Doldrums are no match for Powerball win or 10-mile run
Let's take a break from the presidential primaries and talk for a moment about the bad cold that got its talons into me last week and is hanging on despite an onslaught of pharmaceuticals. My gosh, I have thrown fistfuls of acetaminophen, phenira...
Let's take a break from the presidential primaries and talk for a moment about the bad cold that got its talons into me last week and is hanging on despite an onslaught of pharmaceuticals. My gosh, I have thrown fistfuls of acetaminophen, pheniramine maleate, pseudoephedrine hydrochloride, dextromethorphan, prednisone, azithromycin and doxycycline at the situation, plus herbal concoctions involving chamomile, ginger, anise hyssop, slippery elm, mullein and mint, and have drunk enough liquid to float a houseboat, and what is the upshot? Burning eyes and a headful of sludge and gloomy thoughts. Plus, I am totally self-absorbed. Me! One of the most outgoing, public-spirited guys you'll ever meet. Completely wrapped up in my own little world. Sick.
Q. Which of the presidential candidates do you feel is more sympathetic to your health problems?
A. The Barack Obama campaign contacted me personally and asked me how I am but only in a cursory way and then went on to ask for money. I am still waiting to hear from the others.
Q. Where did the cold start?
A. It began in Monterey, Calif., on Tuesday, Jan. 8, around 1 or 1:30 in the afternoon, at a restaurant overlooking a marina with a couple hundred boats that, thank God, you and I don't own. A cold rain was falling and I was having lunch with friends and suddenly the conversation slipped sideways from the standard agenda (Work, Kids, Trips & Aging Parents) to a recent great awakening in their lives that helped them arrive at a union with God and to finally know themselves and find forgiveness, all based on the mystical visions of a woman in New York whom Jesus told stuff to in 1965, which is a lot to absorb while you're downing a big bowl of mussels and linguini.
My friends were leaning across the table and telling me I really, really ought to look into this, and I thought, "Well, this is what happens in places where there isn't enough snow." And then I felt that hot itchiness behind the eyeballs that signals the arrival of a virus.
Q. What should Ben Bernanke be doing right now to bring you some relief?
A. An economic stimulus could help, but I don't see it coming from the government unless I was to win the Powerball lottery. Fifteen or 20 million dollars could fix things pretty fast. But otherwise it'll take time.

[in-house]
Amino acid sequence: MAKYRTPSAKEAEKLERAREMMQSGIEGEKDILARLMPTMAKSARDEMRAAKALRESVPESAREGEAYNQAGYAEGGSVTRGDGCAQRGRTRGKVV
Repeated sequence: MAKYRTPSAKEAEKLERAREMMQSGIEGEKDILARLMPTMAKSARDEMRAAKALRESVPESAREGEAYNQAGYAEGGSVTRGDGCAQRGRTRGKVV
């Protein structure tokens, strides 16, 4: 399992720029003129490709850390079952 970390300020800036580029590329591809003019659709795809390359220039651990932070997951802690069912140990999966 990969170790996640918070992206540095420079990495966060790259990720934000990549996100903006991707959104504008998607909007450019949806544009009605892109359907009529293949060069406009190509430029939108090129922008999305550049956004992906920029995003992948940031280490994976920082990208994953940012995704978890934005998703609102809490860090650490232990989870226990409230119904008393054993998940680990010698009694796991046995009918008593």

Q. As a senior citizen, do you feel that the health care system is doing all it can for your health problem?
A. I am not now, and never have been, a senior citizen. I happen to be 65 years old. Not the same thing. I am lively and quick, don't shamble or shuffle, and don't clutch the banister when I go down stairs. The brown spots on the backs of my hands are from experiments with a chemistry set when I was a boy. I have the urinary tract of a young horse. Doctors continue to be astonished. What was the question?
Q. On the whole, is your health good?
A. Considering the aggravations, yes, I'm in fine fettle. I have no social skills, which makes life a challenge, but it also leaves me with plenty of time alone, which enables me to write this column, which pays for my Metamucil. I used to like being around people in my age group because they remember who Buddy Holly was and don't require footnotes, but they're dropping like flies and others are so gloomy it's impossible to talk and not get a long cello passage about pensions and the prostate, but I keep going. I was walking by a basketball court the other day and a ball came skittering my way and I picked it up and there was a tall beautiful woman waving to me from under the basket. Though I was wearing a suit and tie at the time, I took aim and hit a 30-footer from the corner, slightly behind the backboard. Swish. Her jaw dropped. I waved and walked on. That is just my way. I do my best and I move on. Last week I moved some stocks around and grew my portfolio by 10 percent in three days. You can make money when the market is going down. Some people don't know that. But I've got to run. Every day. Ten miles. That's my secret. Takes me about an hour. And I've never been sick a day in my life. Knock on wood. See you around.
Garrison Keillor of St. Paul is host of "A Prairie Home Companion," which can be heard Saturday nights on public radio stations across the country.